Mouse has sported her "super ego" alter ego, the Pie Hole, this last several weeks, and as such I've been blessed with the opportunity to teach the ancient art of fermentation via Sourdough Starter (along with baking hundreds and hundreds of sweet treats). At the first ever Heirloom Exposition (which was a momentous affair to be sure), we handed out over 50 lbs of baby starter to eager bread-fans all around.
And this last weekend, at the 4th annual Handcar Regatta, we had the pleasure of standing in ranks with the Homestead crew (led by fearless preservationist Heather Irwin of Bite Club Eats) Where we once again passed on this ancient grain fed treat.
So now maybe you have a wee bit of starter in your hands from one fo these events, and you've come here to find some answers. Perhaps it's close to a 1/2 cup. And you want to feed it?
Yes you do.
Starter does well with a 1-1-1 ration, in that 1 part starter should be mixed with 1 part flour (unbleached white or whole wheat), and 1 part slightly warm water. You may, after all this want to add a couple more tablespoons of flour, as what we are looking for when mixed, is a sticky thick peanut buttery look. O.k.?
You just fed your starter - now what?
Well, chances are if you started with only 1/2 cup of starter before feeding, that you still don't have enough (even fed) to make much. You do, after all, want to always save at least half of this mix if you decide to create something risen with the other...
So put your fed starter in a clean jar or bowl with a tight cloth lid (must breath) of some sort, on the back of your counter in a warm local, overnight. In the morning you can feed it again using the same method as above and you will have double. Now you have enough to do something.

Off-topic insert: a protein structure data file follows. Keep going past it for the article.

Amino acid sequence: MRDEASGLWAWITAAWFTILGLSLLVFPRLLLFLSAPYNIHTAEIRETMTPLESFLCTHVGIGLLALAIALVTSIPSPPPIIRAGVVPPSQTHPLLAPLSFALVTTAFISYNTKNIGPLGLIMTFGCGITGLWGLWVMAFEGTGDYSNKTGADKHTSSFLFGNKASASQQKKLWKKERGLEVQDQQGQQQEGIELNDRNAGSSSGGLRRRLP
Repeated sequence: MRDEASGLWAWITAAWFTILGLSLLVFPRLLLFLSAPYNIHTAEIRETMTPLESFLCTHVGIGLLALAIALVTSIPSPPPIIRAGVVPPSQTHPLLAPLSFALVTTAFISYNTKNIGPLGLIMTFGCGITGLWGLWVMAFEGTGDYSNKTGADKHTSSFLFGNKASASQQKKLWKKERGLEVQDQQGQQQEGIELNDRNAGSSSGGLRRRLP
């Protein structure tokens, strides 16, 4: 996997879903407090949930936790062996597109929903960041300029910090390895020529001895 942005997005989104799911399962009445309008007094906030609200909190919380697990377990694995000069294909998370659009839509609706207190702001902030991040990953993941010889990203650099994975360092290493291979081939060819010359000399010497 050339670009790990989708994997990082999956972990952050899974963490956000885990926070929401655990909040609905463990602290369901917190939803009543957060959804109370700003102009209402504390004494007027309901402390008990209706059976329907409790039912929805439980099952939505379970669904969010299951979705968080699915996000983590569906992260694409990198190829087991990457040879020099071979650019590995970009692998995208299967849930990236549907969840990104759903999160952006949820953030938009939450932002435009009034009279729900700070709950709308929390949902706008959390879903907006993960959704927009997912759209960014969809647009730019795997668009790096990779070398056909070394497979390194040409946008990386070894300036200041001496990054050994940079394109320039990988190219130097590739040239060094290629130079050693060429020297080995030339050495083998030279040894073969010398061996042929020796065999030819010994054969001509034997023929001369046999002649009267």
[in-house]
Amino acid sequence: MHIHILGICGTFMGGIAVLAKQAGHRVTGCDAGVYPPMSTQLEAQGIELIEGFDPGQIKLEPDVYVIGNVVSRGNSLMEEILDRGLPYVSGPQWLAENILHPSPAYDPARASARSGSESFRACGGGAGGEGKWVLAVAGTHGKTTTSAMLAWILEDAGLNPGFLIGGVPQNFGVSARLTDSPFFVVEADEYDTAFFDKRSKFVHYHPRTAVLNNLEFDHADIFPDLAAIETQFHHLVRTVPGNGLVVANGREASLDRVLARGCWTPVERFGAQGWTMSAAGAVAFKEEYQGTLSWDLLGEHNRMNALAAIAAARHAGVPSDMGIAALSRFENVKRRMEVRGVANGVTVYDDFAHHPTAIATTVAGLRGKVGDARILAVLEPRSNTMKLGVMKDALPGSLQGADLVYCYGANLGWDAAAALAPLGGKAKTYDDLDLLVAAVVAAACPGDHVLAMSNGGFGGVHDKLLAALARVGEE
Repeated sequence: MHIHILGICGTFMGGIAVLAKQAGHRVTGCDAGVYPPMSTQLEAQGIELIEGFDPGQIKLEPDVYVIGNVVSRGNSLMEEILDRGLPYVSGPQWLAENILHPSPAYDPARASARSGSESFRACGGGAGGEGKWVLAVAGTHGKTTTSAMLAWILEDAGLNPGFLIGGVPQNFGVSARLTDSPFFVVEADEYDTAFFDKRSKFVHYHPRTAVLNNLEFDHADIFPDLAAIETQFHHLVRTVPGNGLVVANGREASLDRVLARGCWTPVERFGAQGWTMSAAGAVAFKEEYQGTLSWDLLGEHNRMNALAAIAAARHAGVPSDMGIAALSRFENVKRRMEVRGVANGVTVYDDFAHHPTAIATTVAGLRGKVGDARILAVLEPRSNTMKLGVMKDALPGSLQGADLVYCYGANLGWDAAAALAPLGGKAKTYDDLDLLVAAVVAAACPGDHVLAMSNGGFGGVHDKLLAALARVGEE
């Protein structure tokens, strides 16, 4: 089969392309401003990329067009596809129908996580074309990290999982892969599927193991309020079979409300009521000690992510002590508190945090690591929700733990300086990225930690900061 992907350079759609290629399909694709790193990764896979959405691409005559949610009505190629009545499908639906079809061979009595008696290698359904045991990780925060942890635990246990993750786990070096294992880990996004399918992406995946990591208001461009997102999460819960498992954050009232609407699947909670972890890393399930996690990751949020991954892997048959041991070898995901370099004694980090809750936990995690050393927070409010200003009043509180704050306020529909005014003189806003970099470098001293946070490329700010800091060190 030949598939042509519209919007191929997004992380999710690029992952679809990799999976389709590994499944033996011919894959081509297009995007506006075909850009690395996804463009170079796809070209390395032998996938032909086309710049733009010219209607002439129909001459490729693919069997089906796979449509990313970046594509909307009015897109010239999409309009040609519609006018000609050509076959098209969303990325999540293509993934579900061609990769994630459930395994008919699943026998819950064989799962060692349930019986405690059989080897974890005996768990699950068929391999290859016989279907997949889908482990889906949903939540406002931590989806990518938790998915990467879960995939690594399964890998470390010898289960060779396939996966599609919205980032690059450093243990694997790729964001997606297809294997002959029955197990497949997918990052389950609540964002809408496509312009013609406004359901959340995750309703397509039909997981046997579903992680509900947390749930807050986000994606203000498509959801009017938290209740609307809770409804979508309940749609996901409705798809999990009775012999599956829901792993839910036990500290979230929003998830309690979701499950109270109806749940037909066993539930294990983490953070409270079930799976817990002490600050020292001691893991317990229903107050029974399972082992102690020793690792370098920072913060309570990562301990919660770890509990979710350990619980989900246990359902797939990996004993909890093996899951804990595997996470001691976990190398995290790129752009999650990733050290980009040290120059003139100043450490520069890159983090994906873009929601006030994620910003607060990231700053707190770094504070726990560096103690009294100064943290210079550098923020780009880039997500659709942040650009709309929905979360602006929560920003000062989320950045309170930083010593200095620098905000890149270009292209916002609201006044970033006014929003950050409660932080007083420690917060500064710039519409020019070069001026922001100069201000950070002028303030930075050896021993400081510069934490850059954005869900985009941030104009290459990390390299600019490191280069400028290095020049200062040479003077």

I would suggest pulling half now, just after feeding and putting it (in that jar), in the fridge. Here it can stay for the next week before being fed and divided again. Or use it sooner, if needed. Alternately it can stay on your counter, in that jar, and be fed every 3 days...
With the pulled half: Let it stand on counter loosely covered for a few hours. Now you will need to decided what you're using it for and follow directions for said product (bread, biscuits, english muffins, pancakes, waffles...).
I am by no means a sourdough bread expert! I can however pass on this FANTASTIC Sourdough Pancake recipe that will knock your socks off.
The evening before: From your mother batch pull one-cup sour starter. Working in a medium sized bowl, add 1 cup lukewarm water, 1 cup unbleached organic white flour and 1 cup organic whole wheat. Stir to just combine. Rest in bowl, covered loosely with plastic wrap, overnight in a warm area of your kitchen (near the stove).
The morning of: In a small bowl mix 1 egg, 2/3-cup milk, 1-teaspoon baking soda, 1-teaspoon salt, 3-tablespoons brown sugar and 2 tablespoons melted butter. Add this mix to your starter mix from the previous night. Stir to combine. Now evaluate consistency. If the batter is runny like crepes, add ¼ cup more flour to thicken slightly.
Prepare as you would pancakes on a hot greased griddle. Enjoy with real maple syrup or a drizzle of local honey!
More cooking classes and events: www.Courtwaycatering.com
Good luck all. Happy fermenting.
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